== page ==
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Projects

Projects (4)
Archived project
Paratethys was a large epicontinental sea, stretching from Germany to China at the beginning of the Oligocene (~34 Myr ago), that progressively retreated by a complex combination of basin infill, glacio-eustatic sea-level lowering and tectonic uplift to its present-day remnants: Black Sea, Caspian Sea and Aral Lake. The influence of Paratethys on global change is still a great unknown, mainly through lack of relevant studies in this terra incognita, although model studies suggest a major effect of sea retreat on climate and environment. The team in this project aims to comprehend the causes of the extreme environmental changes that occurred in Central Eurasia. High-resolution geochronology together with integrated stratigraphy and geochemical proxies (deuterium, strontium, neodymium) are critical to unravel internal (geodynamics, tectonic uplift) from external (climate, glacio-eustatic sea-level change) forcing factors and to resolve the effects of Paratethys restriction (regional climate perturbations, biotic crises, aridification). Three time slices exist when progressive sea retreat and variations in interbasinal connectivity generated extreme environmental changes: 1) The birth of Paratethys (~34 Ma), resulting in deposition of anoxic shales during a complex combination of tectonic uplift and global cooling. 2) Its midlife crisis in the middle Miocene (~14-11 Ma) when gateway restriction created massive salt deposits during the middle Miocene climate transition. 3) The demise of Paratethys (~9-4 Ma), transforming open marine environments into lacustrine deltaic systems, and leading to alternating phases of desiccation and flooding. Updating the chronostratigraphic framework means that we need to critically revise existing (bio)stratigraphic data according to the newest standards, and, above all, we need to look and communicate beyond borders to correlate critical Paratethys events. The new stratigraphic insights can be used for numerical modeling studies. Moreover, fundamental rock magnetic studies are needed to standardize microfossil iron sulphide (greigite) techniques, intended to revolutionize magnetostratigraphic dating in brackish-lacustrine paleoenvironments. This multi-disciplinary approach provides the only way to attain a comprehensive system view on long-term Paratethys evolution.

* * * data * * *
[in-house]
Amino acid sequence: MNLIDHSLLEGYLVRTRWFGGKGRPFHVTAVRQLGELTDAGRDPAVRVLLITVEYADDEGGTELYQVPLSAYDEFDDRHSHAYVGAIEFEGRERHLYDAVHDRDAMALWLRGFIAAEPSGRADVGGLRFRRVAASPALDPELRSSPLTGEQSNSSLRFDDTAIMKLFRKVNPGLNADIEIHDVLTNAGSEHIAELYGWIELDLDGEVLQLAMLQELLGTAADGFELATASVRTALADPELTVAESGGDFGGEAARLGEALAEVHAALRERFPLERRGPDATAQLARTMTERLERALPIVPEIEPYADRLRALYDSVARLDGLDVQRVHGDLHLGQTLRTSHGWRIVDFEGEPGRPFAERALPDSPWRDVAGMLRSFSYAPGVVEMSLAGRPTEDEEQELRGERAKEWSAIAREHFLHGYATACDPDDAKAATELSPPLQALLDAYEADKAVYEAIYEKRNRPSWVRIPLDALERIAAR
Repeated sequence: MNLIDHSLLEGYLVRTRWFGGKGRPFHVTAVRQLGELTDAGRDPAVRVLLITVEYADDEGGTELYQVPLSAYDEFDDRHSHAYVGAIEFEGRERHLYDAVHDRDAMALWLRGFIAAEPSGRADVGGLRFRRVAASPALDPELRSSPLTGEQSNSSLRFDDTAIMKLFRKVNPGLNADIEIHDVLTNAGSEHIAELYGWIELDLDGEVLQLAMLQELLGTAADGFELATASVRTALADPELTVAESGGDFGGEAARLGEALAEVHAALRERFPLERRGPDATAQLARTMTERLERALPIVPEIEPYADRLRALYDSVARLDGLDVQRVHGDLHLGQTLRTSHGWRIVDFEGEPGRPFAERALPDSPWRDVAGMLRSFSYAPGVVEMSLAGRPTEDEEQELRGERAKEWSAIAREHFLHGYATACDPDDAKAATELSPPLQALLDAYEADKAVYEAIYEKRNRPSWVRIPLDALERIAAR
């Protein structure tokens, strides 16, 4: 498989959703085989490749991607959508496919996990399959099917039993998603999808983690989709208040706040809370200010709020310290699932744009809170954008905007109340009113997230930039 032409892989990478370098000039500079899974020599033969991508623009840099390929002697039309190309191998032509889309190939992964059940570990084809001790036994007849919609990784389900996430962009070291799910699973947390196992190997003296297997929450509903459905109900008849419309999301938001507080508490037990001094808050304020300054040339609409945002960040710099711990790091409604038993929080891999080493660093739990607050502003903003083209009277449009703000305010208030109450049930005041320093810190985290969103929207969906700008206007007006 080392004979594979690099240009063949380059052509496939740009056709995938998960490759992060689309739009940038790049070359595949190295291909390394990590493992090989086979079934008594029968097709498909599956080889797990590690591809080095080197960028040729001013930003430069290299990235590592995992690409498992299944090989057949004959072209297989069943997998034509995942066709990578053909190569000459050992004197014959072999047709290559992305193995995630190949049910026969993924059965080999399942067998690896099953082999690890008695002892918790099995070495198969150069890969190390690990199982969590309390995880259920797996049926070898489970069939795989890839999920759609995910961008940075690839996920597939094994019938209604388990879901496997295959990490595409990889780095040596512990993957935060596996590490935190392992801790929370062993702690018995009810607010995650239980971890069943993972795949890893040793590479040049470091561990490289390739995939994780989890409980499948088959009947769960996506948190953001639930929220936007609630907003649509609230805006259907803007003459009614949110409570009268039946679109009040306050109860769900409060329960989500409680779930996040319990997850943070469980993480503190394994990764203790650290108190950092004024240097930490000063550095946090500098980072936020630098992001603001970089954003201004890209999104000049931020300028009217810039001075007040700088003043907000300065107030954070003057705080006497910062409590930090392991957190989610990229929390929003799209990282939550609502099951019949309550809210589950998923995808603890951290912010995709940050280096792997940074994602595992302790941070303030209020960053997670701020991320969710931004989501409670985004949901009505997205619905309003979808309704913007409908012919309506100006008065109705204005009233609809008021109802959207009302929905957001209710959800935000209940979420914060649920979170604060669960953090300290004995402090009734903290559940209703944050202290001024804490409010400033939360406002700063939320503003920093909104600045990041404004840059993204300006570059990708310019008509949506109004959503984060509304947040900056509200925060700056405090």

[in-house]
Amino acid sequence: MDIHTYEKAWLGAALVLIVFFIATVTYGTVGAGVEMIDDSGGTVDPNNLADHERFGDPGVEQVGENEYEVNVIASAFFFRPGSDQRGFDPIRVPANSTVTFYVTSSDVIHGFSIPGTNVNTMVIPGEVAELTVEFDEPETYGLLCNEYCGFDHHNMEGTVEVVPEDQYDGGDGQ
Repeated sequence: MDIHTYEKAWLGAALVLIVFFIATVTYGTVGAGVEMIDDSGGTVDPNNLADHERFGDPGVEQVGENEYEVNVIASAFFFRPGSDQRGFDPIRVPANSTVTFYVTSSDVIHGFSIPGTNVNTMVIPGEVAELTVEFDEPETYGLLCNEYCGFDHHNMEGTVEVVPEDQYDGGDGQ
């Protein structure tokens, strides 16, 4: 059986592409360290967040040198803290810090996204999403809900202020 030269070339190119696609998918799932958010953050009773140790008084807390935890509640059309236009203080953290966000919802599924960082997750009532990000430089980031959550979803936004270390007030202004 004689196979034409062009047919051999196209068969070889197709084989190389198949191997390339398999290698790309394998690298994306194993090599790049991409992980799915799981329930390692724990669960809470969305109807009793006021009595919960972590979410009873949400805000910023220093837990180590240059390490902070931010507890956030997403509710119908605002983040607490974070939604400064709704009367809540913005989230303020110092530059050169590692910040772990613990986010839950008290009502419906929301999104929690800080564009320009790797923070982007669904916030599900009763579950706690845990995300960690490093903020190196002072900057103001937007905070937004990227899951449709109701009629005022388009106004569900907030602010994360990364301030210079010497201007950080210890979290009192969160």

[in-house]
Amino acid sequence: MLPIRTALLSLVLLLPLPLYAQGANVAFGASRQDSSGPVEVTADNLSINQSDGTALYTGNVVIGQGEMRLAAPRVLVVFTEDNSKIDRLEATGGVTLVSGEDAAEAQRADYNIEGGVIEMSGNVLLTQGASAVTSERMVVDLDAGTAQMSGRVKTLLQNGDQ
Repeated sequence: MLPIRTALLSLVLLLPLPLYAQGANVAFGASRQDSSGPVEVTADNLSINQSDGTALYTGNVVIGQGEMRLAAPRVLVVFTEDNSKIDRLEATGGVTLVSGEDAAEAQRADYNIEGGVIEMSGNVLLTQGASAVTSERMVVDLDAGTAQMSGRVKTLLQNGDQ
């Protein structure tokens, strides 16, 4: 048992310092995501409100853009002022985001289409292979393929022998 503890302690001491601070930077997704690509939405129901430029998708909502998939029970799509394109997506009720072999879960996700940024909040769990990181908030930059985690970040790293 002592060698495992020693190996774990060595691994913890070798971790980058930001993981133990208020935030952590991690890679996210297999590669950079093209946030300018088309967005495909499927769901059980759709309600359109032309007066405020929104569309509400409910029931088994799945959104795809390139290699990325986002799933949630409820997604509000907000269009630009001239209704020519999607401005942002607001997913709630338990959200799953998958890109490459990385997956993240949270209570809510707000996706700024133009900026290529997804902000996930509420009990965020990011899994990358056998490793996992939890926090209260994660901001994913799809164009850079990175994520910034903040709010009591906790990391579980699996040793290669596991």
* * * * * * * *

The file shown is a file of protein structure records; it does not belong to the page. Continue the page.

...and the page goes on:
Archived project
The main aim of the project is to understand and quantify the combined kinematic, sedimentary and magmatic evolution of asymmetric extensional back-arc systems.